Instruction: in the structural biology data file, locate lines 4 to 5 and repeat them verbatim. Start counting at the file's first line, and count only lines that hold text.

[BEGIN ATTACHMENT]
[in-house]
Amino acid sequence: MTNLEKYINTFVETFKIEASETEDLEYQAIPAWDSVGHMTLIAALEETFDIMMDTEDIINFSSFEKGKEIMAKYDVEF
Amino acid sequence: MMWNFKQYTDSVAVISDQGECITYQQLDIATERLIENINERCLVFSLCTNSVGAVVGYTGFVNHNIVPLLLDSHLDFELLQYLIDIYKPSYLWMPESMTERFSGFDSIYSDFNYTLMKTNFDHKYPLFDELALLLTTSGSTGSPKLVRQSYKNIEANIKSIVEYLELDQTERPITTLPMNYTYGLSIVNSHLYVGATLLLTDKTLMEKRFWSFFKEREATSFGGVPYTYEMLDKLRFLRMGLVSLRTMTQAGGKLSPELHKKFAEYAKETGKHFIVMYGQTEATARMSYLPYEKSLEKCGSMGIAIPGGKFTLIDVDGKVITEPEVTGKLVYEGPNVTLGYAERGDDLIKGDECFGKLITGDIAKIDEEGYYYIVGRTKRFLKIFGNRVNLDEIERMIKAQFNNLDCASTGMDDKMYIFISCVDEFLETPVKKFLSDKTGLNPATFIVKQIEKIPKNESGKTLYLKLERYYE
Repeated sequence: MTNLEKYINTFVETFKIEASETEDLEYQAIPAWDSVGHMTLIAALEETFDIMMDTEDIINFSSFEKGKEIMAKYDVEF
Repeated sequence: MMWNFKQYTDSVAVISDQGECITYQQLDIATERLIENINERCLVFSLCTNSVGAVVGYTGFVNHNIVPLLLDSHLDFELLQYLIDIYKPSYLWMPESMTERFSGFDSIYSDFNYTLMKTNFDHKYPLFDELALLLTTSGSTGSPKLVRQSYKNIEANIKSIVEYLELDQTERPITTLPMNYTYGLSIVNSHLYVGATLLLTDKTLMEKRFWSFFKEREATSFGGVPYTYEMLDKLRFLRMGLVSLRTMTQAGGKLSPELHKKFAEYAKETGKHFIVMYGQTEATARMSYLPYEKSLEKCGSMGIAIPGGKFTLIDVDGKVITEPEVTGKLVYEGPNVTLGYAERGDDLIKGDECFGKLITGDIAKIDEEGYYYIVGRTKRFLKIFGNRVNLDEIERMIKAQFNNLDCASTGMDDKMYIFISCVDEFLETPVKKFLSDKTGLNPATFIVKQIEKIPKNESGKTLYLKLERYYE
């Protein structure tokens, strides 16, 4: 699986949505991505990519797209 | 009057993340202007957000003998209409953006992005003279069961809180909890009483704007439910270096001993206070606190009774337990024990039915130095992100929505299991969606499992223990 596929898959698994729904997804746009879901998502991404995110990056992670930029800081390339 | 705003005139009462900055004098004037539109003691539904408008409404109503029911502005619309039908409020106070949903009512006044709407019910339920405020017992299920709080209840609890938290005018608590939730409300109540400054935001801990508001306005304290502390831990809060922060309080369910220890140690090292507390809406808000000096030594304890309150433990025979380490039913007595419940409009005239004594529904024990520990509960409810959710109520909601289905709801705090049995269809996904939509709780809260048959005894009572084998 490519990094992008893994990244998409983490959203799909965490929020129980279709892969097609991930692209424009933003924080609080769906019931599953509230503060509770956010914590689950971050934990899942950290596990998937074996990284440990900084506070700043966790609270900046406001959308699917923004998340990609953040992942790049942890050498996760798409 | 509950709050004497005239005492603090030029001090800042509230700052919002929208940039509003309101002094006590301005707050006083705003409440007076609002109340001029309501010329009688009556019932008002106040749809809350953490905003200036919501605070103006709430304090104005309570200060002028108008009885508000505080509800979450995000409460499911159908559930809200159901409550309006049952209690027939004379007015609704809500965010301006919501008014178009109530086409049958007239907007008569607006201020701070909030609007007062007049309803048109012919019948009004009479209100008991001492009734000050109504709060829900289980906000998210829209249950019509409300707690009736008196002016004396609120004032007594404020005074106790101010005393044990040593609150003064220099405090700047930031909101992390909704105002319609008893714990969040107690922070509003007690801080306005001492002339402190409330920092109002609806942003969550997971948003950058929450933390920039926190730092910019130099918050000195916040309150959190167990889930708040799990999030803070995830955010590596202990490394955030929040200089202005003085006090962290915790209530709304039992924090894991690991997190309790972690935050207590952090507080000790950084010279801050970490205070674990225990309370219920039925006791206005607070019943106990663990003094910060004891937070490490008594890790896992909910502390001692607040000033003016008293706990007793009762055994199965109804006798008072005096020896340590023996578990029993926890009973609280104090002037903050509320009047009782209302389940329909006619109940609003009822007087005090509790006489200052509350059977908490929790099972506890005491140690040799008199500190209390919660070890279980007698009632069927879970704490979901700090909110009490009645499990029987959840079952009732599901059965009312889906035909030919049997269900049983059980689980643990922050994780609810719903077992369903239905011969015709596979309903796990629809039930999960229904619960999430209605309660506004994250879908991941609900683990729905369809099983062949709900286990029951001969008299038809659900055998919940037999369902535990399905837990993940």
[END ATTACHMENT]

Repeated sequence: MTNLEKYINTFVETFKIEASETEDLEYQAIPAWDSVGHMTLIAALEETFDIMMDTEDIINFSSFEKGKEIMAKYDVEF
Repeated sequence: MMWNFKQYTDSVAVISDQGECITYQQLDIATERLIENINERCLVFSLCTNSVGAVVGYTGFVNHNIVPLLLDSHLDFELLQYLIDIYKPSYLWMPESMTERFSGFDSIYSDFNYTLMKTNFDHKYPLFDELALLLTTSGSTGSPKLVRQSYKNIEANIKSIVEYLELDQTERPITTLPMNYTYGLSIVNSHLYVGATLLLTDKTLMEKRFWSFFKEREATSFGGVPYTYEMLDKLRFLRMGLVSLRTMTQAGGKLSPELHKKFAEYAKETGKHFIVMYGQTEATARMSYLPYEKSLEKCGSMGIAIPGGKFTLIDVDGKVITEPEVTGKLVYEGPNVTLGYAERGDDLIKGDECFGKLITGDIAKIDEEGYYYIVGRTKRFLKIFGNRVNLDEIERMIKAQFNNLDCASTGMDDKMYIFISCVDEFLETPVKKFLSDKTGLNPATFIVKQIEKIPKNESGKTLYLKLERYYE